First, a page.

An Introduction From ESC Insight’s Ewan Spence…
ESC Insight has welcomed the increased transparency around the voting at the Eurovision Song Contest over the last few years. From the release of the full voting breakdown from jury members and the names of the jurors, to details on the criteria supplied to jurors and a basic understanding of televoting thresholds, our belief is that the Song Contest should not only be a fair Contest, it should also be seen to be a fair Contest.
Hiding any process in the Song Contest voting creates a ‘black box’ that nobody can understand – and in a closely scored event if that black box decides the winner how can it be seen to be fair Contest?
There must be precautions to ensure that juries are offering their honest opinions and that public voting does not lead to stuffing the ballot, and it would be wrong to ask for the EBU to reveal the details. But the process behind decisions and the general principles can be demonstrated in such a way as to preserve the integrity of the vote.
Security by obscurity is not security at all, it is theatre. Which is why the situation around San Marino’s ‘public’ vote feels wrong.
To recap, the change in the voting presentation for 2016’s Eurovision Song Contest meant that each country was required to produce both a jury result and a televote result. Because of San Marino’s size (and sharing its phone system with Italy) it has never been able to produce a televote with the volume required to pass the confidence threshold required. In previous years San Marino defaulted to a 100 percent jury vote. Rather than simply carry over the jury vote to the public voting in 2016, the EBU decided that the televote would be constructed from televotes across Europe (“In accordance with the Rules, the televote from this country have been replaced by an average result of a representative group of televote results of other countries.”)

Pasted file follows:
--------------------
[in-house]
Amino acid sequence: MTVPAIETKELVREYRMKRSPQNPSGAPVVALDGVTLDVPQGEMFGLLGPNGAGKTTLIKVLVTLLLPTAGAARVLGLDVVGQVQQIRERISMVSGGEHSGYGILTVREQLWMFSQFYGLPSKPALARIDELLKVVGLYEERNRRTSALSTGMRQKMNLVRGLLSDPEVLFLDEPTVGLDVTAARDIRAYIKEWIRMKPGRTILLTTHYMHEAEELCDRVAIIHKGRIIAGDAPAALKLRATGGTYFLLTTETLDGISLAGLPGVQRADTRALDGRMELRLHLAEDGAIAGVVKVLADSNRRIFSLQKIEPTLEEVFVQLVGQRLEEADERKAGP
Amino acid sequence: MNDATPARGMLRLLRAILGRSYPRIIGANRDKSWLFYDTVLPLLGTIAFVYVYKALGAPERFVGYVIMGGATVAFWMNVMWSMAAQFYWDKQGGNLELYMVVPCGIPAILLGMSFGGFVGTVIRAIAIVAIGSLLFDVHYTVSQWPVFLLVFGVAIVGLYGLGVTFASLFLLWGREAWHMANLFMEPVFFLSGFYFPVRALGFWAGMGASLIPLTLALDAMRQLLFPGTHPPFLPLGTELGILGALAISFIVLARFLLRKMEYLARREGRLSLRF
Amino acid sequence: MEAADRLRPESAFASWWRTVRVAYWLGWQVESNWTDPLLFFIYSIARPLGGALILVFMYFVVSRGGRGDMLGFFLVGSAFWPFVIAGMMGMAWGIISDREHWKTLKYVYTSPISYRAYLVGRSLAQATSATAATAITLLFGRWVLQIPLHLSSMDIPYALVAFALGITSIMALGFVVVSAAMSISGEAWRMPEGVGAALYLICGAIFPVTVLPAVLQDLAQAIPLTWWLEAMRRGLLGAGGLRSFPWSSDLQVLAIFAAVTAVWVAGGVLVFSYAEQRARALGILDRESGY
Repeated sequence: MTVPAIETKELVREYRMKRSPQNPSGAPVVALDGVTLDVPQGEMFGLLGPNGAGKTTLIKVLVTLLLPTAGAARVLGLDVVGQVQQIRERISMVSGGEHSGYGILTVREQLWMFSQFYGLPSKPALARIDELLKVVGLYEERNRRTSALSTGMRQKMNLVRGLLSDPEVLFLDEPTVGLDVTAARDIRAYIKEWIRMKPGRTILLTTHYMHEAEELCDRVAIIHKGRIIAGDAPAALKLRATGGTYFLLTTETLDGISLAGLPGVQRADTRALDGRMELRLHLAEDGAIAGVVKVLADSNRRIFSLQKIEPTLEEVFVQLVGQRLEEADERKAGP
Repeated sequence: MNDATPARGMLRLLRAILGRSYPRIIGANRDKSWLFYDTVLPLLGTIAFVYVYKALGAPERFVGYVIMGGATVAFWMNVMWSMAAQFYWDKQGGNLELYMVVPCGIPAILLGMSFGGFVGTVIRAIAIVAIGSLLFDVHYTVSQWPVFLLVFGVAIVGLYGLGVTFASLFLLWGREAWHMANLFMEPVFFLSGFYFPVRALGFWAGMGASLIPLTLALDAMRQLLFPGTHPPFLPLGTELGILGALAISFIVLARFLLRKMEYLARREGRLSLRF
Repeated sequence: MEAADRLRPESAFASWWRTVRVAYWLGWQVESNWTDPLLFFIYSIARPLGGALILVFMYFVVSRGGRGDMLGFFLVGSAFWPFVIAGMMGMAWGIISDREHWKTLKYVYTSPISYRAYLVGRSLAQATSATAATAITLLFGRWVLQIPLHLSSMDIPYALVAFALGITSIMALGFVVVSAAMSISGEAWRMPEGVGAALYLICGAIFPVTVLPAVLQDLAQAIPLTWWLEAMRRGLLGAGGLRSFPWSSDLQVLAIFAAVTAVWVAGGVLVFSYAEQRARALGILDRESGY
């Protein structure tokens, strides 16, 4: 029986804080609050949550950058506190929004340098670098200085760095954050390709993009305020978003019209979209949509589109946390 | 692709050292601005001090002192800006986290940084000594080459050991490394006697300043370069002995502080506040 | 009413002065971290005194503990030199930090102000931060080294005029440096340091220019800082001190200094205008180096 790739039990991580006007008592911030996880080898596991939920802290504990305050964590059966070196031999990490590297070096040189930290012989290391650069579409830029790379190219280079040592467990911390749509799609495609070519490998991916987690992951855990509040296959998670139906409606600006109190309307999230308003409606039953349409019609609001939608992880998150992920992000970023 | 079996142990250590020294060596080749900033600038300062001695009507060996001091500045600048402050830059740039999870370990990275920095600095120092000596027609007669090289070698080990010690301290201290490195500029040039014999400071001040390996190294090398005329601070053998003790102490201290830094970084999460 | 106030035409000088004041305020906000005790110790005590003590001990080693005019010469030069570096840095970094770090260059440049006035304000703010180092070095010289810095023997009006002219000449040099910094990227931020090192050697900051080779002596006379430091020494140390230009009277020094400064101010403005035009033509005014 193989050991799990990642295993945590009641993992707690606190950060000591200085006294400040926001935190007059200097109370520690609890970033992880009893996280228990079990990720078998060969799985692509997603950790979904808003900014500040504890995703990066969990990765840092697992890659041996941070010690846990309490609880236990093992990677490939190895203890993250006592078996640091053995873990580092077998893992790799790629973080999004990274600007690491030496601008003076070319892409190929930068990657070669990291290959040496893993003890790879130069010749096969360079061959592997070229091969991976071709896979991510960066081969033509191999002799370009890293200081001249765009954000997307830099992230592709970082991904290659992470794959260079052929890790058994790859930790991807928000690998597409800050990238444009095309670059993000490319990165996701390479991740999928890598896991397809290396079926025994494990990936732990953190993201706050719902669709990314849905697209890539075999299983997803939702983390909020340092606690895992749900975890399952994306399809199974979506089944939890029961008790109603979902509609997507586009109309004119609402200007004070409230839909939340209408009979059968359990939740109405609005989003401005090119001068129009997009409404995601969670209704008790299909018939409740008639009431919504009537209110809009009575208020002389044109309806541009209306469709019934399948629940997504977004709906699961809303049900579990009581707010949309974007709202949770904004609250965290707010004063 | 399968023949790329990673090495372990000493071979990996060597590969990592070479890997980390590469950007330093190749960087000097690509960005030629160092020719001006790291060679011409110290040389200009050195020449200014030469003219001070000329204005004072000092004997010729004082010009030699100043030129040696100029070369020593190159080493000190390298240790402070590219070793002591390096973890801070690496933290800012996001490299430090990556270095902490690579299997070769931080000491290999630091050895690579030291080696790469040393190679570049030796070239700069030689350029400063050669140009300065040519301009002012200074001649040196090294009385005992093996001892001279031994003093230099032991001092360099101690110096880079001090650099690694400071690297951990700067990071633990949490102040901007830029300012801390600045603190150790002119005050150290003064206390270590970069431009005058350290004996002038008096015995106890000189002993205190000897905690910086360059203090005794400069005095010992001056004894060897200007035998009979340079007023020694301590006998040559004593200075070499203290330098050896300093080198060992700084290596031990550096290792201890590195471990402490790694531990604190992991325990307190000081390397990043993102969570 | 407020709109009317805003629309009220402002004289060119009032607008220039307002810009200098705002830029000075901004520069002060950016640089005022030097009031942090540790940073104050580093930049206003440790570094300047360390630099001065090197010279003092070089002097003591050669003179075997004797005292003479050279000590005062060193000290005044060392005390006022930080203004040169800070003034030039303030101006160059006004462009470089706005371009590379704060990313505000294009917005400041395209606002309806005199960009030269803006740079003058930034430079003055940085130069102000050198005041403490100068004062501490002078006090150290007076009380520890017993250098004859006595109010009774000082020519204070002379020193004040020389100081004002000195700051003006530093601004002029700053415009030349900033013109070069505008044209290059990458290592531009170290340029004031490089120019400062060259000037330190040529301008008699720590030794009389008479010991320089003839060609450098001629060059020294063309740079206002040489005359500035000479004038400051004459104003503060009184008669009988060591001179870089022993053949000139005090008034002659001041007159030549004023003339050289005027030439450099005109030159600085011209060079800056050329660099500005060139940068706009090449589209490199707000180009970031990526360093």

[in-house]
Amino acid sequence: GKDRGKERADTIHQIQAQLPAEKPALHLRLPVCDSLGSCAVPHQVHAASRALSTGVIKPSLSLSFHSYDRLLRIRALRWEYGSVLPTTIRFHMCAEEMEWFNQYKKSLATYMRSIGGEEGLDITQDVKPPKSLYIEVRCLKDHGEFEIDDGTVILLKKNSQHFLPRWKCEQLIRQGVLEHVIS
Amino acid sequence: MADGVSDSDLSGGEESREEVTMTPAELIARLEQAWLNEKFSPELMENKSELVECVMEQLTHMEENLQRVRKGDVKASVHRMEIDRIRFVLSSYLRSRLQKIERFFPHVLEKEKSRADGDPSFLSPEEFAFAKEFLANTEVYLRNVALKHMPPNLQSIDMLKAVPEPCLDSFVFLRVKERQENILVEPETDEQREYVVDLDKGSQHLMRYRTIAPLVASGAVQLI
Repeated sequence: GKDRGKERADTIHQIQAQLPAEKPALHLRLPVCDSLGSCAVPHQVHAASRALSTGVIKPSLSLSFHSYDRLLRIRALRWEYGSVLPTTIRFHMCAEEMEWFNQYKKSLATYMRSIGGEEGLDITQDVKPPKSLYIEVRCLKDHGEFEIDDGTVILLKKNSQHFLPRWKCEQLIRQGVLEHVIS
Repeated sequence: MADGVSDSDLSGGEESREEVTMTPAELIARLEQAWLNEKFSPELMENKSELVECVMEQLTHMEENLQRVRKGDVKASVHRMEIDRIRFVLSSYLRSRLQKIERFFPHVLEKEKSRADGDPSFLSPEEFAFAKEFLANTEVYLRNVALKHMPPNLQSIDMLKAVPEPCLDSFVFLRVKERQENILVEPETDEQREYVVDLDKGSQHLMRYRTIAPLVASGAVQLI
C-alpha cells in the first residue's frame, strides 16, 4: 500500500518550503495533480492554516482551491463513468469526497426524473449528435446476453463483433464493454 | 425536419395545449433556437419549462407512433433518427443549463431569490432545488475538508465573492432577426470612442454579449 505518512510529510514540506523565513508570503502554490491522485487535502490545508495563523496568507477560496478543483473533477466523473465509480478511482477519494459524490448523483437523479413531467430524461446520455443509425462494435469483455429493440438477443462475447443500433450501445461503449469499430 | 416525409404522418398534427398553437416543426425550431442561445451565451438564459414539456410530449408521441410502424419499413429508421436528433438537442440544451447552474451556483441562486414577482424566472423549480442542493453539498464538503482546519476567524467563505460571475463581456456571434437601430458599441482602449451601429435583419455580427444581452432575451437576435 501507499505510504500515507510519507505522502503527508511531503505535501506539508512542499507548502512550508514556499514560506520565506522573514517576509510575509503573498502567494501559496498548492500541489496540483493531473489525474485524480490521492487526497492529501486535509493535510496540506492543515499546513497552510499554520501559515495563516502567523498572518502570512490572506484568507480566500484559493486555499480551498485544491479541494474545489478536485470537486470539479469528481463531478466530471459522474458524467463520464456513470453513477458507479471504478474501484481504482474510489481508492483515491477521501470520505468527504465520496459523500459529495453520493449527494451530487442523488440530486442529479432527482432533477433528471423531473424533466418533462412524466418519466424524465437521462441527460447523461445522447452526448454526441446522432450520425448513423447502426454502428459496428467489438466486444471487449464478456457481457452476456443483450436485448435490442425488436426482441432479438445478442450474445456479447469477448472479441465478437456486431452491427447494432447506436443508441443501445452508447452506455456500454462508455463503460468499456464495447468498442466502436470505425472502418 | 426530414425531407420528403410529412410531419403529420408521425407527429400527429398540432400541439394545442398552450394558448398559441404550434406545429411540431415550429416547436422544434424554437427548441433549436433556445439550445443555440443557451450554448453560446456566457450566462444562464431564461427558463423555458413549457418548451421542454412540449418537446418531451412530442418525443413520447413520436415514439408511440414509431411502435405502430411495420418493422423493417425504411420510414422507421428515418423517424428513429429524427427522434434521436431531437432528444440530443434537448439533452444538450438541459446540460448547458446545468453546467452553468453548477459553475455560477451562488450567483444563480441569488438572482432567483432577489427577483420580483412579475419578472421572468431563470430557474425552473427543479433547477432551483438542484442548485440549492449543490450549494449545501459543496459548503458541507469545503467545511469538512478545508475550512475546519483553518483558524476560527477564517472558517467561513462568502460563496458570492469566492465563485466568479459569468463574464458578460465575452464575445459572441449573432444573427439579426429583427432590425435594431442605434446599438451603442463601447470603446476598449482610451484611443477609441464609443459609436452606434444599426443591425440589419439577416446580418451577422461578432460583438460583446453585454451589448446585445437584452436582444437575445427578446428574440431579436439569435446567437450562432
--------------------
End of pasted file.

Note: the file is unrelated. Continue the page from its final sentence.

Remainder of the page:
The televote from San Marino actually has nothing to do with any views from the San Marinese population; The countries that are involved in making up the televote are at a slight disadvantage because they cannot vote for themselves (potentially denying them points from San Marino); and the televotes in these countries have fractionally more power because they are counted more than once. And the San Marino Delegation do not know how the vote was calculated.
A smarter approach would be to find a way to poll the San Marinese population to create a ‘public’ vote – something that the San Marino delegation has suggested:
“The proposal creates a statistically representative sample of viewers from a set number of people living in San Marino. These public ‘panel members’ would be required to watch two of the three Eurovision broadcasts and vote via the web in the same window of voting used by other European television viewers. The vote of this ‘panel’ would join that of the jury to go to form the total vote at the San Marino Eurovision Song Contest. Obviously in case of problems or malfunctions of the simulated remote voting system, the European Broadcasting Union may then resort to an emergency vote putting the current system to use not as a primary option, but as a backup.”
There’s also another issue in regards transparency. Nobody publicly has confirmed which countries were used to make up the San Marion televote, and the Eurovision community has been asked to trust that it is representative.
ESC Insight’s Ellie Chalkly and Ben Robertson have sat down with everything we know about the 2016 televotes, the guidance from the EBU, and San Marino’s final scores. Was the televote representative? Was it statistically transparent? Was it fair?
Over to Ellie and Ben…
Analysing San Marino’s 2016 Televote
This year the Eurovision Song Contest voting system was radically overhauled. One of the lesser publicised facts from the new rules was that countries without a televote at threshold level will have a ‘televote’ created for them from the results of other countries.
Come San Marino, Eurovision’s tiniest nation. As we know, San Marino has no independent telephone system and a very small population. Therefore it has always been impossible for San Marino to have a Song Contest televote. In the past, San Marino’s score has been made from the jury ranking alone, rather than the combination of a jury ranking and televote ranking.
Instead this year San Marino’s televote ‘douze points’ went to Jamala from Ukraine, with 10 points to Russia and 8 points to Lithuania. How this result was calculated has been kept out of the public eye, with the EBU Reference Group choosing not to reveal how this has been produced.
Our starting point was this:
- The EBU produced full rankings of the Semi Final 1 and Grand Final rankings for the jury and simulated televote.